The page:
Running on Faith
I don’t know how we started. Running in the dark always requires a sort of faith, of course. There is the matter of allowing your foot to fall where you are not at all sure the ground will meet it evenly. The straining eyes cannot be sure that they will perceive an oncoming runner or walker or faceless shape before the body does. Maybe for these reasons, or maybe because we saw the moon hanging fat in the sky, we began to discuss the birth of the world. I said bang. Amoebas and atoms and apes. I couldn’t see her face, but I could hear her sharp intake of breath.
“How can you believe that?” she cried, her voice rising over my labored breathing. And I, shocked by the passion of my normally distant and detached beautiful friend, was not sure that I knew, but to keep the life in our conversation, I returned the question to her.
“How can you believe in God?” I asked. And she was quiet but breathing hard.
We contemplated together the miracles of the world. The moon, for starters. The dinosaurs. Our own existence.
I was surprised at my own insistence that it might not have been God that made it all happen, because, in my heart of hearts, I hoped that it was. My friend wasn’t sure how to live in a world without God.
“What about the Bible?” she asked.
What about Greek mythology, I argued. What about other religions. The Bible? A beautiful story, I concluded. A beautiful story that people made up to make the world less scary, less confusing.
I wondered what God was thinking of me now. I could feel the devil urging me on. I wasn’t sure why I was arguing except to fuel the run with my friend’s energy. To fuel our friendship with a point of contention. Something to make us beholden to one another: doubt. I wasn’t at all sure what I believed or why.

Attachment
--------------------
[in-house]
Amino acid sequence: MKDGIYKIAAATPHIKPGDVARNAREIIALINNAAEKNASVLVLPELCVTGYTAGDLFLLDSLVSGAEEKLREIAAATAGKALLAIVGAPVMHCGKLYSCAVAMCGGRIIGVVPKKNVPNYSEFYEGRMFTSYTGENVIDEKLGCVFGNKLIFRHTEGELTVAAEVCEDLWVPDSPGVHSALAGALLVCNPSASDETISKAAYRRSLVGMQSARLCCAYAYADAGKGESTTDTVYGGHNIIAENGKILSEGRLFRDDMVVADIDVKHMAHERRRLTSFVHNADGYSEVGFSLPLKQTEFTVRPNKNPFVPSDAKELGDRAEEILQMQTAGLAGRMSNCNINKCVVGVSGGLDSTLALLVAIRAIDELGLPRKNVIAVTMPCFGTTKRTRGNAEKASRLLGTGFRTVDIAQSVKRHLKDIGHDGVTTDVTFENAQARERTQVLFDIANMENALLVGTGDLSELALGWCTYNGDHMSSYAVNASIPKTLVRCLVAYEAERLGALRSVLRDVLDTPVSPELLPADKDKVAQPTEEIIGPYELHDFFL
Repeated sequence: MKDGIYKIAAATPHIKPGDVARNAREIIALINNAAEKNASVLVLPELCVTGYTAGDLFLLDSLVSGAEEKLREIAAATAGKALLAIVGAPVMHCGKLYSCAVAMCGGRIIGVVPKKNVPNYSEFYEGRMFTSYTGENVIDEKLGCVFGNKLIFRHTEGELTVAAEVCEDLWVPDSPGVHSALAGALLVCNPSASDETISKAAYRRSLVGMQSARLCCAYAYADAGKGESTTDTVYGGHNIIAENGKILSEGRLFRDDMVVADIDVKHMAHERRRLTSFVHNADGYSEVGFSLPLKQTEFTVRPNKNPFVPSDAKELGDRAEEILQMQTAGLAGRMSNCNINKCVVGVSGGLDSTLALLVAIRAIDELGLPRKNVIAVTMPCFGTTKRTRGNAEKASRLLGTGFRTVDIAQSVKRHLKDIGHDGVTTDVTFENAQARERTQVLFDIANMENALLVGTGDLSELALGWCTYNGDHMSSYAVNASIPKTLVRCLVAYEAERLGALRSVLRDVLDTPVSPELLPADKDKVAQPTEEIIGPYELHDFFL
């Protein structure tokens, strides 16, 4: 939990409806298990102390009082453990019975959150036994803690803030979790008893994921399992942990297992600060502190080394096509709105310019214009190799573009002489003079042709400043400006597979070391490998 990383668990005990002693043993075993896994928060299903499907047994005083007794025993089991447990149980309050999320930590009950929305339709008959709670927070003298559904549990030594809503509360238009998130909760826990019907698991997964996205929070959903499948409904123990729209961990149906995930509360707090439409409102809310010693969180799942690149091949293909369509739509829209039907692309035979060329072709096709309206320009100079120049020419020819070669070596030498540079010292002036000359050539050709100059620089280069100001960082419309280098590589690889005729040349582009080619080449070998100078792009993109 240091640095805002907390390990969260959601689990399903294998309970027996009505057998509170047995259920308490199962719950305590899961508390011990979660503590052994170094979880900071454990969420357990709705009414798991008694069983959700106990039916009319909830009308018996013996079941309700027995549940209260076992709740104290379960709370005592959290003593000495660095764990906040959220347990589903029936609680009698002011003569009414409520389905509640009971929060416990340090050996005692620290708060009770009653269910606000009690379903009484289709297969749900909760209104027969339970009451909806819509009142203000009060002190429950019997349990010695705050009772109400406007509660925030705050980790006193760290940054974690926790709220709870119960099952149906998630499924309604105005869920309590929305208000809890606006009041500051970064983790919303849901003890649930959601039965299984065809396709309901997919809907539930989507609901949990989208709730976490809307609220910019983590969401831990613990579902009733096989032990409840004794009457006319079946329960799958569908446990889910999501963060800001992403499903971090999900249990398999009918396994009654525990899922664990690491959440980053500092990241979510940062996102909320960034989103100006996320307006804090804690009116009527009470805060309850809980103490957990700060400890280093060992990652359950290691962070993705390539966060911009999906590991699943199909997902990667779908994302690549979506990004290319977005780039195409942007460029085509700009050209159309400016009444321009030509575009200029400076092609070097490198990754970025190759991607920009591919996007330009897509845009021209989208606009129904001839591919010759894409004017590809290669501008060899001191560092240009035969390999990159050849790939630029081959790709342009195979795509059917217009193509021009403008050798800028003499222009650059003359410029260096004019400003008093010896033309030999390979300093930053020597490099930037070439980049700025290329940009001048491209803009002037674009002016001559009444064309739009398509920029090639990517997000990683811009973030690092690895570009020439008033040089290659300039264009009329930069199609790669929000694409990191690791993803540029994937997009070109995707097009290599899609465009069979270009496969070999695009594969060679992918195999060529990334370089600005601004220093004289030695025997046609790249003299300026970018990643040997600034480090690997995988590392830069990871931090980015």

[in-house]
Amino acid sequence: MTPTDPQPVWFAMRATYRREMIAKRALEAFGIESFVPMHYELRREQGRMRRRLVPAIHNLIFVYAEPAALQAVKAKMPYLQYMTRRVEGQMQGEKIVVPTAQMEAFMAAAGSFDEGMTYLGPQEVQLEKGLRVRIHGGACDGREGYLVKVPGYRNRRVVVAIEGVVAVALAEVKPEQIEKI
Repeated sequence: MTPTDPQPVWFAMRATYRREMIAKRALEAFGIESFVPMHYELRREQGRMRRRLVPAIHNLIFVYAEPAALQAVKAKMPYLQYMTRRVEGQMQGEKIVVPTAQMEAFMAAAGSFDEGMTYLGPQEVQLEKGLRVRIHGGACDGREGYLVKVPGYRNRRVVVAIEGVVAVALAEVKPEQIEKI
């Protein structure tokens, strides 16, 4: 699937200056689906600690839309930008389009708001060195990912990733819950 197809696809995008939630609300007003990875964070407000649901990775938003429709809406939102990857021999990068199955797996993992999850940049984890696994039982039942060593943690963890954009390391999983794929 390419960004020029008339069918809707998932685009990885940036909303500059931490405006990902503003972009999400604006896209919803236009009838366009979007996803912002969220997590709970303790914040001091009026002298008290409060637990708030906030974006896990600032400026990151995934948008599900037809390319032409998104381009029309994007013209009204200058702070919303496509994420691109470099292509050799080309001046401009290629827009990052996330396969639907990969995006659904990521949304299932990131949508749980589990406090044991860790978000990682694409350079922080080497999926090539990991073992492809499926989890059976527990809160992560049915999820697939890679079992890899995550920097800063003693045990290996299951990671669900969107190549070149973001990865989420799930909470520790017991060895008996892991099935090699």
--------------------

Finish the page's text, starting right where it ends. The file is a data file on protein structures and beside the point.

“Where is God now?” I asked and immediately I regretted the question. I remembered the moon.
God’s presence has never been something I’ve doubted. Whether I have believed in a bearded man or a benevolent spirit, I have seen God all throughout my life. Once, I really saw him in a painting in a museum in Spain. The painting was larger than any I had ever seen. God was sitting in a cloud. He looked a little like Santa, but he didn’t wear red. He had enormous toes and held a long stick; his other hand hovered, suspended, over a blue green ball, as if with one movement of his holy fingers, as if in merely a moment of his own invention, time, he could and would make the world. The earth upon which later my beautiful friend and I would run, questioning his very existence.
Where is God? That one question, I was suddenly sure, marked my greatest sin
That one question, and my beautiful friend knew I had defeated myself. We ran silently, agreeing to let the mysteries of the world lie. It is enough that there is the world, after all.
It was enough that we continued to move through it, in the darkness, one foot faithfully after the other.